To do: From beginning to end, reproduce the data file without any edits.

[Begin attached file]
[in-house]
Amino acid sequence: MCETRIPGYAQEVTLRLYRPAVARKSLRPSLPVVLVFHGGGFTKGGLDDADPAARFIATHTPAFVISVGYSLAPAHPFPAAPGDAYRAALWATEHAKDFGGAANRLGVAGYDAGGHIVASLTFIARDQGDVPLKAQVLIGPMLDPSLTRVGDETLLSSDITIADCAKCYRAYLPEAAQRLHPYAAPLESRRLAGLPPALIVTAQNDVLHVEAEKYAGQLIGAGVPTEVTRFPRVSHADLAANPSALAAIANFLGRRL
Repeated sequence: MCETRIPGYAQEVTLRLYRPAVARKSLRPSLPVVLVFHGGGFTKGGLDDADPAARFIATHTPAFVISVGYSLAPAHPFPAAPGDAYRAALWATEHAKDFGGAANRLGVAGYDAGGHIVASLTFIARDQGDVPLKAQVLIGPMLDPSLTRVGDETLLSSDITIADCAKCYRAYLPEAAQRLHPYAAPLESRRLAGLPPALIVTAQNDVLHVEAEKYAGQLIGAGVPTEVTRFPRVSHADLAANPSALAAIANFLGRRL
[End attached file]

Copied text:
[in-house]
Amino acid sequence: MCETRIPGYAQEVTLRLYRPAVARKSLRPSLPVVLVFHGGGFTKGGLDDADPAARFIATHTPAFVISVGYSLAPAHPFPAAPGDAYRAALWATEHAKDFGGAANRLGVAGYDAGGHIVASLTFIARDQGDVPLKAQVLIGPMLDPSLTRVGDETLLSSDITIADCAKCYRAYLPEAAQRLHPYAAPLESRRLAGLPPALIVTAQNDVLHVEAEKYAGQLIGAGVPTEVTRFPRVSHADLAANPSALAAIANFLGRRL
Repeated sequence: MCETRIPGYAQEVTLRLYRPAVARKSLRPSLPVVLVFHGGGFTKGGLDDADPAARFIATHTPAFVISVGYSLAPAHPFPAAPGDAYRAALWATEHAKDFGGAANRLGVAGYDAGGHIVASLTFIARDQGDVPLKAQVLIGPMLDPSLTRVGDETLLSSDITIADCAKCYRAYLPEAAQRLHPYAAPLESRRLAGLPPALIVTAQNDVLHVEAEKYAGQLIGAGVPTEVTRFPRVSHADLAANPSALAAIANFLGRRL